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Malaysia's ringgit and stocks are set for a rebound, Ex-CIMB chief Nazir says

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The country's benchmark stock index slipped 11 per cent, the most among Asia's most actively-trade stock markets, while the ringgit currency lost 4.5 per cent.

[SINGAPORE] Malaysia's stock market and currency are set for a rebound from their slump following the elections almost a year ago, said Nazir Razak, former chairman of Malaysia's second-largest bank.

The country's benchmark stock index slipped 11 per cent, the most among Asia's most actively-trade stock markets, while the ringgit currency lost 4.5 per cent. The selloff came after Prime Minister Mahathir Mohamad defeated Mr Nazir's older brother Najib Razak at the polls, which led to Malaysia's first change in government since its independence.

Following the elections, Mr Najib has been put on trial for charges linked to his role in the troubled state fund 1MDB, while the leadership of various ministries, central bank and government-owned companies were changed. Projects with foreign governments were also put on hold, though Mr Mahathir recently reinstated a number of infrastructure projects by Chinese companies.

"Investors don't like short-term uncertainties," Mr Nazir, who started a private equity fund after a three-decade banking career, said in a Bloomberg Television interview on the sidelines on the Milken Institute global conference in Beverly Hills, California.

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"After this first year, the reality is setting in, the government is reviewing right and wrong decisions, and I'm quite hopeful that maybe the worst is over."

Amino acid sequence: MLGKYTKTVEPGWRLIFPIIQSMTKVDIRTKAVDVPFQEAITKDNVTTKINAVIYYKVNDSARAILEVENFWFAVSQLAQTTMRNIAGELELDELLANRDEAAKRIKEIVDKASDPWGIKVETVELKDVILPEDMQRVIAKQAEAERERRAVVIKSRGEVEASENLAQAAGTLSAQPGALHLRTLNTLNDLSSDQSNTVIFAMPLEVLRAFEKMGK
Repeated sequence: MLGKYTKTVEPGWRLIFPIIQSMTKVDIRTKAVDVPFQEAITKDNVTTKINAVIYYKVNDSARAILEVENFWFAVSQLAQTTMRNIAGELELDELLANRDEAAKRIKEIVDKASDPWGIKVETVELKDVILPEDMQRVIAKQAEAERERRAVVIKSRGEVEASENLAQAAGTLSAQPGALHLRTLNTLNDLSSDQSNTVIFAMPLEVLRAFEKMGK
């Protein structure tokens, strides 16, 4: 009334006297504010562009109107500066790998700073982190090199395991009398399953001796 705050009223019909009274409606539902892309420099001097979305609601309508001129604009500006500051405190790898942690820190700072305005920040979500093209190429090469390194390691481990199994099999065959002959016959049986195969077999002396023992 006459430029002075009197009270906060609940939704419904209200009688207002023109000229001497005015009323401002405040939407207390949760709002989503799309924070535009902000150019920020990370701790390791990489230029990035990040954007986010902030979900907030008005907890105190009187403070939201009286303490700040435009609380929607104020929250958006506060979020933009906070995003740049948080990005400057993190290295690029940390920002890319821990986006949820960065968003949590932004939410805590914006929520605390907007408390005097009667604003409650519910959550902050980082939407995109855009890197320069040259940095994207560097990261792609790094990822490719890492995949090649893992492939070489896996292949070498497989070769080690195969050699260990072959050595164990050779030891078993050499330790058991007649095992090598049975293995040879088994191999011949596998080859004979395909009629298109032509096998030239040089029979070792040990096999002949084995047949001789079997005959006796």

'OVERSOLD' RINGGIT

He also said the ringgit is "oversold," though Malaysia still needs the confidence of the rating agencies, along with sound decisions by the government for the currency to recover.

Mr Nazir, 52, left CIMB Group Holdings Bhd last year after nearly three decades at the Malaysian bank. He helped start private equity fund Ikhlas Capital with partners he says have a century of experience combined.

"We just had our first close," he said of the fund, declining to provide details such as the amount raised. "For the moment, let's just call it a start-up."

He started the fund because there's a void in the private equity space in South-east Asia, where the average annual deals are just starting to rise to the range of US$10 billion to US$12 billion, from US$4 billion to US$6 billion five years ago, he said.

"It's an industry that's about to take off," he said. "Then you've got this frustration with public markets by a lot of entrepreneurs - they are not giving them the right valuations and there is a lot of compliance costs."

Mr Nazir's partners at Ikhlas included Kenny Kim, who previously worked under him as chief financial officer of CIMB, and Gita Irawan Wirjawan, Indonesia's former trade minister.

Former Philippine finance secretary Cesar Purisima and David Heng, who resigned from his role as a senior managing director at Singapore's Temasek Holdings in 2017, were also set to be part of the fund.

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